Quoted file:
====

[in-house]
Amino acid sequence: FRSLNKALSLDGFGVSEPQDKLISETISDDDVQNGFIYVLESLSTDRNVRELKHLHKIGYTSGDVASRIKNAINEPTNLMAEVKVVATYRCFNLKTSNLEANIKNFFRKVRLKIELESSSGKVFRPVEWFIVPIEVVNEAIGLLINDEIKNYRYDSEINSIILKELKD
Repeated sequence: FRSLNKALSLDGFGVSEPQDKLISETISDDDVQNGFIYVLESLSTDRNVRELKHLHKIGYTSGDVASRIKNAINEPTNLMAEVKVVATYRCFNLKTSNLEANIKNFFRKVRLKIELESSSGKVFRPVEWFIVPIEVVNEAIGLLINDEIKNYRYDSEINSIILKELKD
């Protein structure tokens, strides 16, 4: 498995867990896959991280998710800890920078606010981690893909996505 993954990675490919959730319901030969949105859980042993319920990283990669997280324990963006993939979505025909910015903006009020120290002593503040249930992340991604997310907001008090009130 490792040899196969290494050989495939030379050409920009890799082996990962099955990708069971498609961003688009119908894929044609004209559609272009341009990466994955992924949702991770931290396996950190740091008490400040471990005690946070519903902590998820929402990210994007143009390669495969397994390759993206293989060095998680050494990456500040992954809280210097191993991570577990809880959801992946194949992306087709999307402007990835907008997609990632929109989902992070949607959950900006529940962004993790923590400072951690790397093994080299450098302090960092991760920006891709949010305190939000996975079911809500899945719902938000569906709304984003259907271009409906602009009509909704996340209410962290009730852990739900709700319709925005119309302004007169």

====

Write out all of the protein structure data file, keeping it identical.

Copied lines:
[in-house]
Amino acid sequence: FRSLNKALSLDGFGVSEPQDKLISETISDDDVQNGFIYVLESLSTDRNVRELKHLHKIGYTSGDVASRIKNAINEPTNLMAEVKVVATYRCFNLKTSNLEANIKNFFRKVRLKIELESSSGKVFRPVEWFIVPIEVVNEAIGLLINDEIKNYRYDSEINSIILKELKD
Repeated sequence: FRSLNKALSLDGFGVSEPQDKLISETISDDDVQNGFIYVLESLSTDRNVRELKHLHKIGYTSGDVASRIKNAINEPTNLMAEVKVVATYRCFNLKTSNLEANIKNFFRKVRLKIELESSSGKVFRPVEWFIVPIEVVNEAIGLLINDEIKNYRYDSEINSIILKELKD
């Protein structure tokens, strides 16, 4: 498995867990896959991280998710800890920078606010981690893909996505 993954990675490919959730319901030969949105859980042993319920990283990669997280324990963006993939979505025909910015903006009020120290002593503040249930992340991604997310907001008090009130 490792040899196969290494050989495939030379050409920009890799082996990962099955990708069971498609961003688009119908894929044609004209559609272009341009990466994955992924949702991770931290396996950190740091008490400040471990005690946070519903902590998820929402990210994007143009390669495969397994390759993206293989060095998680050494990456500040992954809280210097191993991570577990809880959801992946194949992306087709999307402007990835907008997609990632929109989902992070949607959950900006529940962004993790923590400072951690790397093994080299450098302090960092991760920006891709949010305190939000996975079911809500899945719902938000569906709304984003259907271009409906602009009509909704996340209410962290009730852990739900709700319709925005119309302004007169």